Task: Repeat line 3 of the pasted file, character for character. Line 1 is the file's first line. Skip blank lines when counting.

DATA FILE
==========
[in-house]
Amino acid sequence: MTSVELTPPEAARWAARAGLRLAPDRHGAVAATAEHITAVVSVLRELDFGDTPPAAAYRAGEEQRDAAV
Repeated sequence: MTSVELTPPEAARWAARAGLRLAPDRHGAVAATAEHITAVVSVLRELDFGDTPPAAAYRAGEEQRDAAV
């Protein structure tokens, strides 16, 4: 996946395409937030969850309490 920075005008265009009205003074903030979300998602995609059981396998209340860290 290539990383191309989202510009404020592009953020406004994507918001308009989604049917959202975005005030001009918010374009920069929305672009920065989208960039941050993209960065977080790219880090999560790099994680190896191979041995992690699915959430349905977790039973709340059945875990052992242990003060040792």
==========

Repeated sequence: MTSVELTPPEAARWAARAGLRLAPDRHGAVAATAEHITAVVSVLRELDFGDTPPAAAYRAGEEQRDAAV